Stephen Vilardo’s F1 São Paulo Grand Prix Preview
Posted on November 11, 2022
Editor’s Note: After an underwhelming race in Mexico City, Formula One heads to South America for what promises to be a more entertaining event.
The São Paulo Grand Prix at the track best known as “Interlagos” tends to produce fun races. With a short lap and elevation changes, drivers generally race in close proximity to each other to produce tight battles.
Our Stephen Vilardo previews the race below, including a complete television schedule of events, some quick facts and speed points, and a table of recent winners.
Be sure to check out That American F1 Show’s podcast for Vilardo’s winner and podium predictions.
São Paulo Grand Prix Preview
Free Practice 1: Friday, November 11, 7:30 am PT, ESPN2
Qualifying: Friday, November 11, 11:00 am PT, ESPN2
Free Practice 2: Saturday, November 12, 7:30 am PT, ESPN News
Sprint Qualifying: Saturday, November 12, 11:30 am PT, ESPN News
Grand Prix: Sunday, November 13, 10:00 am PT, ABC
São Paulo Grand Prix Quick Facts
Location: São Paulo, Brazil
Track: Autódromo José Carlos Pace (more commonly known as Interlagos)
Track Type: Permanent Circuit
Lap Length: 2.677 miles
Race Length: 71 laps
Fastest Lap: 1:10.540 in 2018 by Valtteri Bottas in a Mercedes
Qualifying Record: 1:07.281 in 2018 by Lewis Hamilton in a Mercedes
Most wins by Constructor: 12 (McLaren)
Most wins by a Driver: 6 (Alain Prost)
Tire Allocations: C4 (red), C3 (yellow), C2 (white)
As Formula 1 reaches its homestretch with just two races remaining, the schedule takes the teams to Interlagos for the São Paulo Grand Prix.
The Interlagos circuit made its calendar debut in 1973. Except for the 2020 season, the race has been a fixture on the schedule since 1990. The long history makes it the eighth-most visited venue in the sport.
The circuit is one of the shortest of the season, but also one of the most demanding. Drivers see some of the hottest and most humid temperatures of the year, along with quick demanding turns.
A lap in São Paulo is short and intense.
The non-stop succession of corners keeps the tires working hard, particularly the front-right.
While not as extreme as Mexico, elevation changes at Interlagos can have an effect on the aerodynamic packages.
Normally, teams run high downforce—which equates to more drag on the car—requiring strong mechanical grip from the Pirelli tires.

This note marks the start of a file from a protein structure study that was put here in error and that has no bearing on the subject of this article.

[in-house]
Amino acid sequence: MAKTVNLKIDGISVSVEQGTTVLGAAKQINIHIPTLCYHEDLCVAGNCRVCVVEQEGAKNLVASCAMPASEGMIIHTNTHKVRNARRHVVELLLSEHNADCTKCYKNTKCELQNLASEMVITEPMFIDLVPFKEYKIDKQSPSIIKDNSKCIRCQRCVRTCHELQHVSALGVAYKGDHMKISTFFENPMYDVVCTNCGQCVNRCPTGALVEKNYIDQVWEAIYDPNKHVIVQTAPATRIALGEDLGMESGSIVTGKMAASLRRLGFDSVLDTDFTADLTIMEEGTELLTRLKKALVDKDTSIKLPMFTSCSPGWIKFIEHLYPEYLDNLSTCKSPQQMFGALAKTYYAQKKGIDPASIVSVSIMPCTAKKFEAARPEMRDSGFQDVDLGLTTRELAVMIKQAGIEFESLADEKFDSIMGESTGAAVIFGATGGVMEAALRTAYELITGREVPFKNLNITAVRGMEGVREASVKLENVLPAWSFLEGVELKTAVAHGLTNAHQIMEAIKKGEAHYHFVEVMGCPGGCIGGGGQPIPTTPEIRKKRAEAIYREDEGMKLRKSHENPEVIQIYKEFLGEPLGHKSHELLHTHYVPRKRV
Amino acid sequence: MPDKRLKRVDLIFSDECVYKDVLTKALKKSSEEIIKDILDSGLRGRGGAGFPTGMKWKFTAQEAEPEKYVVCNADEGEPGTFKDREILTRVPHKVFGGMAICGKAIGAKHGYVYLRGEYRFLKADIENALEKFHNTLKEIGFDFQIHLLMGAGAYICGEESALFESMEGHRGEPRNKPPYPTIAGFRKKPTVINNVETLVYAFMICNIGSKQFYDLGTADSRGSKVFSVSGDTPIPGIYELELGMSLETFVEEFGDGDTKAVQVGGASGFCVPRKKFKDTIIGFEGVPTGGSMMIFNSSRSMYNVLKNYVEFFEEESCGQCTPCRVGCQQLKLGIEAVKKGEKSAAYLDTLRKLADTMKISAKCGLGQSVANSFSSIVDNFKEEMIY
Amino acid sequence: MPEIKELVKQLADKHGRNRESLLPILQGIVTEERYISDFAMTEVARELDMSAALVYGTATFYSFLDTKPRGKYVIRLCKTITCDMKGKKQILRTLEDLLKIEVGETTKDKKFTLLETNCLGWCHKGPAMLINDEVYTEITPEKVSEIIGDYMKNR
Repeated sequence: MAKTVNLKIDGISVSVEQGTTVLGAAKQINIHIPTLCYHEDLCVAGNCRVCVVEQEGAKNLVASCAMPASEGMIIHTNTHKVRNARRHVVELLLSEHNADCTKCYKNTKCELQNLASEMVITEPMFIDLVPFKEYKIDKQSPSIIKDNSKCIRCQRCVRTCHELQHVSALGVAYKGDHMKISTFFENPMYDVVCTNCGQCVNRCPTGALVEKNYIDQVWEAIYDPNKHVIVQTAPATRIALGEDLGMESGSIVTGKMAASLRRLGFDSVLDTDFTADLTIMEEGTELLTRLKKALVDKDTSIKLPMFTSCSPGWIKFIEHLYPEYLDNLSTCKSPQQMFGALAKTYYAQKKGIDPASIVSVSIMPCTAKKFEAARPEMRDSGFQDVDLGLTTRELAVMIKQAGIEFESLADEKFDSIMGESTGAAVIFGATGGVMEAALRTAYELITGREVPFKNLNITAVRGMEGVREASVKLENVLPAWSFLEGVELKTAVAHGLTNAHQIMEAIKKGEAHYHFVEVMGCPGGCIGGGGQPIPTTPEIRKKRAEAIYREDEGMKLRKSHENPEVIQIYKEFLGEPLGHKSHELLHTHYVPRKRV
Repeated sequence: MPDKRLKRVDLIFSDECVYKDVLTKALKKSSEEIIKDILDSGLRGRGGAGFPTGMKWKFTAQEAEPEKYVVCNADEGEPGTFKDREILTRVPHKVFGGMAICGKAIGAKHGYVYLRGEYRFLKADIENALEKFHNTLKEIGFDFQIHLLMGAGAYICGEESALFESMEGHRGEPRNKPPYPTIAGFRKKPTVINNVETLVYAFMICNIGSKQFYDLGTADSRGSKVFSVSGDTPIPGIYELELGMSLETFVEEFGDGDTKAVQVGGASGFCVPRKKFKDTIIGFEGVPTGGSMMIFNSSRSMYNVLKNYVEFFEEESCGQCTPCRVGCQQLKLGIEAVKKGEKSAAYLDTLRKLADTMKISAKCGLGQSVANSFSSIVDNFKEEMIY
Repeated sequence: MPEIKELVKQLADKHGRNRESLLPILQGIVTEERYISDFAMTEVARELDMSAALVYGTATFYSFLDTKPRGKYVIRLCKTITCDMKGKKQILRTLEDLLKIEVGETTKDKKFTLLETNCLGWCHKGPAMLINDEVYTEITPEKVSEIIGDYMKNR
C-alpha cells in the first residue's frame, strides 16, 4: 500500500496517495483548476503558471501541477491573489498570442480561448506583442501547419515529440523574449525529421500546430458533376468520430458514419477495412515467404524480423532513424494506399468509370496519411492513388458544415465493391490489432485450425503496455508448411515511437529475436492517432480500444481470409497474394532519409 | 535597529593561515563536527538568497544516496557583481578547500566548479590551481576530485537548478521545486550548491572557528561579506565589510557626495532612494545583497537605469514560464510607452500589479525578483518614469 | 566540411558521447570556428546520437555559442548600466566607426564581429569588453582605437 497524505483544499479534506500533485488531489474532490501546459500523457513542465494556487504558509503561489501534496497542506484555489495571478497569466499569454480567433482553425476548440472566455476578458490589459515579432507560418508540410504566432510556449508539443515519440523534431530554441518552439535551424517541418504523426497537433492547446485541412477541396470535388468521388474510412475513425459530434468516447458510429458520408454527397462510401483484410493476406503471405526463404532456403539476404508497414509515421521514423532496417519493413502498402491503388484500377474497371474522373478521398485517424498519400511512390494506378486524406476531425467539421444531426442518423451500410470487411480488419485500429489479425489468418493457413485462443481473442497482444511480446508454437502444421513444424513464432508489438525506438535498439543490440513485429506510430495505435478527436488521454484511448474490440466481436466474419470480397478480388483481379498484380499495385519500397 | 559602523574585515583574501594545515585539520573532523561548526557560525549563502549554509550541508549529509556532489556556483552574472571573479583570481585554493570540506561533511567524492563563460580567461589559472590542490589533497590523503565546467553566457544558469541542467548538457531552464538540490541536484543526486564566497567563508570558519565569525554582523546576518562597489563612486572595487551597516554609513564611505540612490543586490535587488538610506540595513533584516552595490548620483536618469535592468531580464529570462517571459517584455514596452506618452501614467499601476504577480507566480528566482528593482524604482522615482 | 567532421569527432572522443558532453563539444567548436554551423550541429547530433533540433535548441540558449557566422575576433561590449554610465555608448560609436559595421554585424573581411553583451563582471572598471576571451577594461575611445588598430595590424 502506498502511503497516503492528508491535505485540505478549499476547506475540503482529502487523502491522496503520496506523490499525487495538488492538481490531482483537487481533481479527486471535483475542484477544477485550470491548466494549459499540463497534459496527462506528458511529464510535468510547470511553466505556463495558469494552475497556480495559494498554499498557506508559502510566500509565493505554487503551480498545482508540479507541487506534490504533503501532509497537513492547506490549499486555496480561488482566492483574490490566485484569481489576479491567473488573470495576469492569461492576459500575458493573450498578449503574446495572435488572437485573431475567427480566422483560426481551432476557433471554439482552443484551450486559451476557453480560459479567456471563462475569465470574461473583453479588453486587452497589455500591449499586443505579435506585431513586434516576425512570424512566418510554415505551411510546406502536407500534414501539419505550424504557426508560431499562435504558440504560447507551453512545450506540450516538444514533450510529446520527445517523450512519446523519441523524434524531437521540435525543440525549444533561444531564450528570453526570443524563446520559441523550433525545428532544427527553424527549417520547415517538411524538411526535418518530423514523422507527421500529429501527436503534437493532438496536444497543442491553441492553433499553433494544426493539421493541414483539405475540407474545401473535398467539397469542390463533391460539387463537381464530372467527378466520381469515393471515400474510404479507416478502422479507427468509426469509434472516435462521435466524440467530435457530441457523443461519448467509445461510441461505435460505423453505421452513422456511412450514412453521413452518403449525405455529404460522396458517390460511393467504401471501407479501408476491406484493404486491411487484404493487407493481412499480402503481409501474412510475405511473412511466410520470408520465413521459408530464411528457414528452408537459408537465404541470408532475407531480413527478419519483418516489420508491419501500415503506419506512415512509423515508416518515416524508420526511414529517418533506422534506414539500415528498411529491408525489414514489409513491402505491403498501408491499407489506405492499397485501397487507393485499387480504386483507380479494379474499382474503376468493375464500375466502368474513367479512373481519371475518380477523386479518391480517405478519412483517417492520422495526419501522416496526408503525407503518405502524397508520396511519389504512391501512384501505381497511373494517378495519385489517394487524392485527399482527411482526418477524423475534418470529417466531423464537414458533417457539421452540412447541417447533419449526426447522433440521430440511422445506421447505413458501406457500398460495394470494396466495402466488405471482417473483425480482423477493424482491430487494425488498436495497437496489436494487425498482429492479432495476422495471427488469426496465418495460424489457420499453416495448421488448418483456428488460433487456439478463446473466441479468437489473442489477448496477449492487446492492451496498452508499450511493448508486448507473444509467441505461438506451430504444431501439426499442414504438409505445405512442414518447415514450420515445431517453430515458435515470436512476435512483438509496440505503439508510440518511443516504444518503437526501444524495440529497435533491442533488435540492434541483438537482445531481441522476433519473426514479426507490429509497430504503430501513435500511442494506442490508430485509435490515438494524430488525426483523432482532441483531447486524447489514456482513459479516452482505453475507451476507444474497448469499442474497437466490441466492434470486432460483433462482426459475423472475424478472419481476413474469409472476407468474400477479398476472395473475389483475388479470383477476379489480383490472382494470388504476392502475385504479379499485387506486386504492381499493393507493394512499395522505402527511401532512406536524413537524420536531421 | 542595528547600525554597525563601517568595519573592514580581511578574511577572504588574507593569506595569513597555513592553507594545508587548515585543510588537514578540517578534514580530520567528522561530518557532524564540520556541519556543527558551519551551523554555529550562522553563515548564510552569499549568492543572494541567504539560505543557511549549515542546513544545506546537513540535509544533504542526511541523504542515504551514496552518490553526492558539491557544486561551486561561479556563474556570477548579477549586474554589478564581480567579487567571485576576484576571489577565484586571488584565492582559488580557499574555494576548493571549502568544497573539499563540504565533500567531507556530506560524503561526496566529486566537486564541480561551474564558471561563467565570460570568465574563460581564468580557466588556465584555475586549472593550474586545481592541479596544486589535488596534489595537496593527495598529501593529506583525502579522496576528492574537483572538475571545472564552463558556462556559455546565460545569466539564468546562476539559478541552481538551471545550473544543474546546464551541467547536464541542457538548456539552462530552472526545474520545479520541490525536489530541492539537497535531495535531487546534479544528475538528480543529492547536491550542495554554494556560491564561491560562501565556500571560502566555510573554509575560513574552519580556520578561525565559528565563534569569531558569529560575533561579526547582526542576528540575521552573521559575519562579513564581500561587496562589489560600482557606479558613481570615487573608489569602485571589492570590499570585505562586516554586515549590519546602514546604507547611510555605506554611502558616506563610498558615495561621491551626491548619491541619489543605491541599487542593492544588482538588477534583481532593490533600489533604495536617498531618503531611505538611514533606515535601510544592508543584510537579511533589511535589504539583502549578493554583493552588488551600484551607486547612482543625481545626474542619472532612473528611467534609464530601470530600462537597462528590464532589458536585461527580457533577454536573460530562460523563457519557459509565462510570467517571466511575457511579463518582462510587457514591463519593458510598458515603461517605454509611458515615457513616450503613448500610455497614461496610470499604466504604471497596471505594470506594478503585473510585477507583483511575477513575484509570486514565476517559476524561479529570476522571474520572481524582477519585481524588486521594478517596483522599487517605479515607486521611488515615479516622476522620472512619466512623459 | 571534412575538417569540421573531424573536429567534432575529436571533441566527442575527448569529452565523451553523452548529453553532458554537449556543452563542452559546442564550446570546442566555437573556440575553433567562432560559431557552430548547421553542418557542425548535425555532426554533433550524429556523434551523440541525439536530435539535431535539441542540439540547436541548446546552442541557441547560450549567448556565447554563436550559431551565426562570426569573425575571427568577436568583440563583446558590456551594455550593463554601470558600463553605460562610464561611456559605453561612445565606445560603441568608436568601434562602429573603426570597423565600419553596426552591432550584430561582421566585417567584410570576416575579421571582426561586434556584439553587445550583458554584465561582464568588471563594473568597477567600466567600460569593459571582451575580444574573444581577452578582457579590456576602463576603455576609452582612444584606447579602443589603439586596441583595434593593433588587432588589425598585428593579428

Arriving at the perfect setup can be tricky.
Teams need to balance a desire for high levels of downforce in the tight and twisting infield section against the need to minimize drag on the straight between Turns Three and Four, along with the long sweep from Turn 12 to Turn One.
Weather can oftentimes be an equalizer.
Heavy rains are expected throughout Friday, Saturday, and Sunday. Grooves have been cut in the asphalt to help drainage in the event of heavy rain.
But regardless of the weather conditions, the short lap means that traffic can be an issue and there’s a high safety car probability.
With such a high chance of a safety car, the race strategists in both the Sprint Qualifying and the Grand Prix must be on their toes.
Speaking of the Sprint Qualifying, this is the third and final sprint weekend of the season. If you’re new to Formula 1, the Sprint Qualifying is a way to determine the starting grid for the formal race on Sunday.
It’s a quick 24-lap “sprint” with the finishing order determining where each driver starts for the Sunday Grand Prix.
Even without the sprint race, Interlagos is a difficult track.
Tellingly, Lewis Hamilton has found less success in São Paulo than on other circuits. Arguably the greatest driver in Formula 1 history, Hamilton has just six podium finishes in 14 career starts at Brazil.
The Brit did manage to pick up his third win in 2021, however.
In fact, Sebastian Vettel and Hamilton are the only multiple winners of the Brazilian GP still currently competing in F1. Vettel also has three wins at the track to his credit.
At such a challenging circuit with rain expected, the racing promises to be intense.
And broadcast on ABC during the middle of the day, the event should be head-and-shoulders above the Mexican Grand Prix from two weeks ago.
• Pole doesn’t always equate to victory at Interlagos. In 38 races, the pole sitter has triumphed just 15 times, a ratio of 39.5%—one of the lowest of any circuit on the current calendar.
• Since 2000, only eight winners have come from the pole. But six of the last eight have started from P1.
• In 2019, Carlos Sainz Jr. started 20th on the grid and finished third for his first career podium.
• Should Sebastian Vettel lead for 11 laps, unlikely as it may be, he would pass Michael Schumacher’s record for most laps led at Interlagos (236).
• Seven laps led for either Carlos Sainz or Charles Leclerc will give Ferrari the record for the most laps led by a constructor at Interlagos, currently held by McLaren.
Recent Winners of the Brazilian Grand Prix
|2019||Max Verstappen||Red Bull||Interlagos|
—More from Stephen Vilardo—
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